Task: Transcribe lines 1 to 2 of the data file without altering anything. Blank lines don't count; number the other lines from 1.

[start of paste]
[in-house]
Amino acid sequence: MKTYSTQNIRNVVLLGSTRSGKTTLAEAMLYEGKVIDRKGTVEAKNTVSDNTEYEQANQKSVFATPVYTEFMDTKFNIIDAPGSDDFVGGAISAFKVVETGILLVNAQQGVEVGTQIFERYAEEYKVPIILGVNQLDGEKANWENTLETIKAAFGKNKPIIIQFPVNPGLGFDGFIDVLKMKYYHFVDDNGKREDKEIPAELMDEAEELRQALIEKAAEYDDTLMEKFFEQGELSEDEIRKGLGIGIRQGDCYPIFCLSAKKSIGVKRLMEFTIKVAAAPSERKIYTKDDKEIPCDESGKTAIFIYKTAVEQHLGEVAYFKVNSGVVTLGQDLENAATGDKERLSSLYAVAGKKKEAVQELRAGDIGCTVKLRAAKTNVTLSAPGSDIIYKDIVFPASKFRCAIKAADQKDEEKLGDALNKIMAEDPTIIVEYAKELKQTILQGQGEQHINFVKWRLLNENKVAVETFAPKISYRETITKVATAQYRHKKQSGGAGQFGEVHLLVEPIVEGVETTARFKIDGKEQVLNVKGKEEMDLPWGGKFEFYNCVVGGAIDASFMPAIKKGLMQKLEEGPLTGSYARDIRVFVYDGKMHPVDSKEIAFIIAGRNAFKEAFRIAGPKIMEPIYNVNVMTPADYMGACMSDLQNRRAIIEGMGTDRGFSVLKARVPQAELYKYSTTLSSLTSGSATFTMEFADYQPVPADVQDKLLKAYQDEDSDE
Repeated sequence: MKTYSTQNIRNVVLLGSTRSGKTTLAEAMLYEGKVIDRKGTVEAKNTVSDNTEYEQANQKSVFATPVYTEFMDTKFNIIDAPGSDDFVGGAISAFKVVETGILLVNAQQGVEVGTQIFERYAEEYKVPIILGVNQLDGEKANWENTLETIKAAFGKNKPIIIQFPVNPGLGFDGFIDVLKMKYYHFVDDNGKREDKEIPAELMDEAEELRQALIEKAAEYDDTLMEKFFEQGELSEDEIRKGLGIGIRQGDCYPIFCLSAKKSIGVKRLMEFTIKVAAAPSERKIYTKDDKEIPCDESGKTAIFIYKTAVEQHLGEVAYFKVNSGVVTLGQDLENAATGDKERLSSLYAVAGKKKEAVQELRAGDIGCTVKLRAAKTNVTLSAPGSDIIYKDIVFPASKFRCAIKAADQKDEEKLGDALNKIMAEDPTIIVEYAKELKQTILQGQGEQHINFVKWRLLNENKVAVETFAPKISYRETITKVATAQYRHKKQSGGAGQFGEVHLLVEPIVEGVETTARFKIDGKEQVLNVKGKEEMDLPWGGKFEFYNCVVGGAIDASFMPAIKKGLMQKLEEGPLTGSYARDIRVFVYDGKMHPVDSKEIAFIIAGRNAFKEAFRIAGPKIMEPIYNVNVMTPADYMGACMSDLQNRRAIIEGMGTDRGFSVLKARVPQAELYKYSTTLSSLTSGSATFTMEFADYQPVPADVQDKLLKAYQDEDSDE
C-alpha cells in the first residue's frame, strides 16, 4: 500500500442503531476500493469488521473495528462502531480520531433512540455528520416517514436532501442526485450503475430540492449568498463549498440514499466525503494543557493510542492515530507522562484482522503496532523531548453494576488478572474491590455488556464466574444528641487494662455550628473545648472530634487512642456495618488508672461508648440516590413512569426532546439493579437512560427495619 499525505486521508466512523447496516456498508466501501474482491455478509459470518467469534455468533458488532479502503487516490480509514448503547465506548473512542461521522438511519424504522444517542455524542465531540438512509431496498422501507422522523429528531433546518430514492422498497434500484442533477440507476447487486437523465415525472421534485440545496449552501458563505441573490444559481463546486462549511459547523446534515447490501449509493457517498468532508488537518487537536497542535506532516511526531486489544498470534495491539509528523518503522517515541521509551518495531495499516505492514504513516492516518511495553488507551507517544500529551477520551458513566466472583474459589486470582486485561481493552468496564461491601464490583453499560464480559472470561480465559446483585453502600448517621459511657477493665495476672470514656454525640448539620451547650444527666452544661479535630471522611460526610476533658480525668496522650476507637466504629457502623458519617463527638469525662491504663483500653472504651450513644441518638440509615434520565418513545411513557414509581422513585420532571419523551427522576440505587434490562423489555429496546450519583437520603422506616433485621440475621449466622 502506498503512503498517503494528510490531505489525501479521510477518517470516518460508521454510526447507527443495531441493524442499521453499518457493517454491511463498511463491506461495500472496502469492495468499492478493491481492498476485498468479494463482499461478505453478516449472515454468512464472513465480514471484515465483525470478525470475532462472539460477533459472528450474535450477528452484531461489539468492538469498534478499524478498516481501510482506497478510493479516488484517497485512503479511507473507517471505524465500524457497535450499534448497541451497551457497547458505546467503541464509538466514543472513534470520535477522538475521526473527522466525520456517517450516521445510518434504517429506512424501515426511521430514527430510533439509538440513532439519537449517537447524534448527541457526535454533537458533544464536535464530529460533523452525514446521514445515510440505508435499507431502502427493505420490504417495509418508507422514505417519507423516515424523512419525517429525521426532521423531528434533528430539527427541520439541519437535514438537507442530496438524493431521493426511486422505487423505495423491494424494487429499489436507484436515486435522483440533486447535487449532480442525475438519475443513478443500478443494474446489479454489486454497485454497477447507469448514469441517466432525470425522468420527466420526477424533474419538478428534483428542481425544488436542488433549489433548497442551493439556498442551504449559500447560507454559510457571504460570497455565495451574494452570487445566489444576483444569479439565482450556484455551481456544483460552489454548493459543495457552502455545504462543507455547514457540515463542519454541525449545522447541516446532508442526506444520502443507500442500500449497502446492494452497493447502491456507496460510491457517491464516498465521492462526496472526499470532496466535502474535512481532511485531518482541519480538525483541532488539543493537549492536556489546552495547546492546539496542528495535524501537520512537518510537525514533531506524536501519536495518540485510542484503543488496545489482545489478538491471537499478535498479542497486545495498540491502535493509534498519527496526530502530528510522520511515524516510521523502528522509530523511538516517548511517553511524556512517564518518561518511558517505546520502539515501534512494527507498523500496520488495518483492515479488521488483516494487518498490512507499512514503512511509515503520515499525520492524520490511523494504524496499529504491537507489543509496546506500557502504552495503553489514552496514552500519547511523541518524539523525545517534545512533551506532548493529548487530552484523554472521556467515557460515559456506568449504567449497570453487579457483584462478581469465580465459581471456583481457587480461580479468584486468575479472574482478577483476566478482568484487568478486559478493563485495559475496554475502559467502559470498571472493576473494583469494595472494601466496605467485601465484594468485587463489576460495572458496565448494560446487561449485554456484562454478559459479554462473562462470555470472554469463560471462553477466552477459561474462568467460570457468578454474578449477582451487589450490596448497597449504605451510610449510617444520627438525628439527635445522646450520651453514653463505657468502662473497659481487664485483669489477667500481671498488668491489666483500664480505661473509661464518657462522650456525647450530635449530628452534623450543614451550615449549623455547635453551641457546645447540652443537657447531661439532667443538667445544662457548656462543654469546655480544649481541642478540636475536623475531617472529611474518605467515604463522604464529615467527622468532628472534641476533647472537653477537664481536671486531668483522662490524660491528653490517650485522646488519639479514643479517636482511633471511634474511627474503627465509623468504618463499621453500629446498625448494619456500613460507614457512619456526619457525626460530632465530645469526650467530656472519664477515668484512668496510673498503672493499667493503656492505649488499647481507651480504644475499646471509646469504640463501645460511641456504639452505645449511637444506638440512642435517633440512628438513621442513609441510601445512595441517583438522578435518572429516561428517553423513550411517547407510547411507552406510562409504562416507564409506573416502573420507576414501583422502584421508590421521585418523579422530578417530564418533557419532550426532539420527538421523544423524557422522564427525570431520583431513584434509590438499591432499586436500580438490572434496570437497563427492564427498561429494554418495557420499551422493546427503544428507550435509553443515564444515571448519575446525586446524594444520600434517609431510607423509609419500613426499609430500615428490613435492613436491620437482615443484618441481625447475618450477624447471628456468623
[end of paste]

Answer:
[in-house]
Amino acid sequence: MKTYSTQNIRNVVLLGSTRSGKTTLAEAMLYEGKVIDRKGTVEAKNTVSDNTEYEQANQKSVFATPVYTEFMDTKFNIIDAPGSDDFVGGAISAFKVVETGILLVNAQQGVEVGTQIFERYAEEYKVPIILGVNQLDGEKANWENTLETIKAAFGKNKPIIIQFPVNPGLGFDGFIDVLKMKYYHFVDDNGKREDKEIPAELMDEAEELRQALIEKAAEYDDTLMEKFFEQGELSEDEIRKGLGIGIRQGDCYPIFCLSAKKSIGVKRLMEFTIKVAAAPSERKIYTKDDKEIPCDESGKTAIFIYKTAVEQHLGEVAYFKVNSGVVTLGQDLENAATGDKERLSSLYAVAGKKKEAVQELRAGDIGCTVKLRAAKTNVTLSAPGSDIIYKDIVFPASKFRCAIKAADQKDEEKLGDALNKIMAEDPTIIVEYAKELKQTILQGQGEQHINFVKWRLLNENKVAVETFAPKISYRETITKVATAQYRHKKQSGGAGQFGEVHLLVEPIVEGVETTARFKIDGKEQVLNVKGKEEMDLPWGGKFEFYNCVVGGAIDASFMPAIKKGLMQKLEEGPLTGSYARDIRVFVYDGKMHPVDSKEIAFIIAGRNAFKEAFRIAGPKIMEPIYNVNVMTPADYMGACMSDLQNRRAIIEGMGTDRGFSVLKARVPQAELYKYSTTLSSLTSGSATFTMEFADYQPVPADVQDKLLKAYQDEDSDE